As I mentioned recently, the average house price in Rotherham is 5.39 times the average annual Rotherham salary. This is lower than the last peak of 2008, when the ratio was 5.42. A number of commentators anticipated that in the ambiguity that trailed the Brexit vote, UK (and hence Rotherham) property prices might drop like a stone. The point is this… they haven’t.
It is true the market for Rotherham’s swankiest and poshest properties looks a little fragile (although they are selling if they are realistically priced) and overall, Rotherham property price growth has slowed, but the lower to middle Rotherham property market appears to be quite strong.
A different long-term picture
Scratch under the surface though, and a different long-term picture is emerging away from what is happening to property prices.
Rotherham people are moving home less often than they once did. Data from the Office of National Statistics shows that the number of properties sold in 2016 is again much lower than it was in the Noughties. My statistics show…
Even though we are not anywhere near the low post credit crunch levels of property sales, the torpor of the Rotherham housing market following the 2016 Brexit vote has seen the number of property sales in Rotherham and the surrounding local authority area level off to what appears to be the start of a new long term trend (compared to 2000-2009).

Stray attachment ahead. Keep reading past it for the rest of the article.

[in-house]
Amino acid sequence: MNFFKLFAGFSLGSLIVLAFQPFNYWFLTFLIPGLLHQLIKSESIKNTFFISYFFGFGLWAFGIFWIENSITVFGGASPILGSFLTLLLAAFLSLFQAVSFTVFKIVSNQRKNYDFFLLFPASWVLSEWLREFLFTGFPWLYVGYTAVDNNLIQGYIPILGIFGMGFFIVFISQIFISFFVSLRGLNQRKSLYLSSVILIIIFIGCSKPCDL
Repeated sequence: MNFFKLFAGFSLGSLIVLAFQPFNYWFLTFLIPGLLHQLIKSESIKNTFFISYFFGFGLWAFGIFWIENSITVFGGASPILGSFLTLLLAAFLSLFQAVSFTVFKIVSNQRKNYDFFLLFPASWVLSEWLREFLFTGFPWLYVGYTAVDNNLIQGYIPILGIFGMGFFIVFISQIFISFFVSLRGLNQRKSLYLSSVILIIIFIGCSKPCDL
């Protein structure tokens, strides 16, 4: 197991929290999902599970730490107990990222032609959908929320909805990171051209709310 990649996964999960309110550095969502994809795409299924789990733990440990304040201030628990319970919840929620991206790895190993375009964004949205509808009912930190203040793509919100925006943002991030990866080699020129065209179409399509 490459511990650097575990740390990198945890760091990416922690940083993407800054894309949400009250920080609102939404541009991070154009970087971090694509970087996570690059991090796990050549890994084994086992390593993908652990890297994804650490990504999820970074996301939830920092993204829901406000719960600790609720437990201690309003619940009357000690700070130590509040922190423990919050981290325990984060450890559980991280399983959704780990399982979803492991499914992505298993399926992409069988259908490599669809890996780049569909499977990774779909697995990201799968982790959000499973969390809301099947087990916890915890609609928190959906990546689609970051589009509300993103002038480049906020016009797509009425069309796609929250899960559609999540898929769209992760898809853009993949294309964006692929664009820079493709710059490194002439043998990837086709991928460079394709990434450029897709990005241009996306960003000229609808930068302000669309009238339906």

Interestingly, it was the 1980s that saw the highest levels of people moving home.
During the 1980s, across the nation the average was that everyone would move house once a decade. Even though it was during the Labour administration of the late 1970s where the right to buy one’s council house started, it was the Housing Act in 1980 that that really got council tenants moving, as Thatcher’s Tory government financially encouraged council tenants to buy their council-rented homes – for which countless then sold them on for a profit and moved elsewhere.
The housing market was awash with money as banks were allowed to offer mortgages as well as the existing building societies, meaning it made it simpler for Brits to borrow even more money on mortgages and to climb up the housing ladder.
A new trend
However, it is clear that a new trend of the number of property sales appears to have started. Looking at the figures in the Rotherham area since 2010/11 this is obvious.
Interestingly, this has been mirrored nationally.
The reasons behind this are complex, but a good place to start is the growth rate of real UK household disposable income, which has fallen from 5.01% a year in 2000 to 1.68% in 2016.
Also, things have deteriorated since the country voted to leave the EU as consumer price inflation has risen to 2.7% per annum, meaning inflation has eaten away at the real value of wages (as they have only grown by 1.1% in the same time frame).
With meagre real income growth, it has become more difficult for homeowners to accumulate the savings needed to climb up the housing ladder as the level of saving has also dropped from 4.26% of household income to -1.11% (i.e. people are eating into their savings).
Next week I will be discussing how these (and other issues) have meant the level of Rotherham people moving home has slumped to once every 19.5 years.